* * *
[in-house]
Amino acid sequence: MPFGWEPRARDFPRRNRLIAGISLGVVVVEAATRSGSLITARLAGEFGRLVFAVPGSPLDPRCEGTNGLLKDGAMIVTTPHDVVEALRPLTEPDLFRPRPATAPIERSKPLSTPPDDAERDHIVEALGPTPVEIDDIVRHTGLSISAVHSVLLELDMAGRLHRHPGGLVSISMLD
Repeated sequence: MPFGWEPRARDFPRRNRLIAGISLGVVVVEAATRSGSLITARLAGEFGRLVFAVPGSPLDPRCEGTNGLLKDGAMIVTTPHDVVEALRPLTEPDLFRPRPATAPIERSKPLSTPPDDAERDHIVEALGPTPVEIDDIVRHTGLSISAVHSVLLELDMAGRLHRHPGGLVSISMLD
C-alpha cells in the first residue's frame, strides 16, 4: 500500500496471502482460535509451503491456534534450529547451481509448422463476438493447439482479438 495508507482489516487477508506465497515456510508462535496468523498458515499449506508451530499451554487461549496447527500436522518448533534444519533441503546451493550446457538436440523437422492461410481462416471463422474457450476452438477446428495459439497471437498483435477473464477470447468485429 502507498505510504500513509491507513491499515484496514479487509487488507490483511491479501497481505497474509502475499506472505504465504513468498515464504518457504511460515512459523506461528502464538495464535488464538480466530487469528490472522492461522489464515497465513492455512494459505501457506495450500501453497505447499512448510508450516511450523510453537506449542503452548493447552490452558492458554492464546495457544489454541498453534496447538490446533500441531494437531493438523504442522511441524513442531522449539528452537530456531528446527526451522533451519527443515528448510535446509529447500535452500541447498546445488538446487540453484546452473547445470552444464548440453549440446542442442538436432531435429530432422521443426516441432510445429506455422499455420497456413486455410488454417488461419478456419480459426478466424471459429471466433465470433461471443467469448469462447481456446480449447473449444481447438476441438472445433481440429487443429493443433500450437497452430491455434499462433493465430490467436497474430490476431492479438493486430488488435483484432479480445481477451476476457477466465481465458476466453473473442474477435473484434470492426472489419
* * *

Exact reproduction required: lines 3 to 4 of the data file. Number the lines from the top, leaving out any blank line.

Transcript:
Repeated sequence: MPFGWEPRARDFPRRNRLIAGISLGVVVVEAATRSGSLITARLAGEFGRLVFAVPGSPLDPRCEGTNGLLKDGAMIVTTPHDVVEALRPLTEPDLFRPRPATAPIERSKPLSTPPDDAERDHIVEALGPTPVEIDDIVRHTGLSISAVHSVLLELDMAGRLHRHPGGLVSISMLD
C-alpha cells in the first residue's frame, strides 16, 4: 500500500496471502482460535509451503491456534534450529547451481509448422463476438493447439482479438 495508507482489516487477508506465497515456510508462535496468523498458515499449506508451530499451554487461549496447527500436522518448533534444519533441503546451493550446457538436440523437422492461410481462416471463422474457450476452438477446428495459439497471437498483435477473464477470447468485429 502507498505510504500513509491507513491499515484496514479487509487488507490483511491479501497481505497474509502475499506472505504465504513468498515464504518457504511460515512459523506461528502464538495464535488464538480466530487469528490472522492461522489464515497465513492455512494459505501457506495450500501453497505447499512448510508450516511450523510453537506449542503452548493447552490452558492458554492464546495457544489454541498453534496447538490446533500441531494437531493438523504442522511441524513442531522449539528452537530456531528446527526451522533451519527443515528448510535446509529447500535452500541447498546445488538446487540453484546452473547445470552444464548440453549440446542442442538436432531435429530432422521443426516441432510445429506455422499455420497456413486455410488454417488461419478456419480459426478466424471459429471466433465470433461471443467469448469462447481456446480449447473449444481447438476441438472445433481440429487443429493443433500450437497452430491455434499462433493465430490467436497474430490476431492479438493486430488488435483484432479480445481477451476476457477466465481465458476466453473473442474477435473484434470492426472489419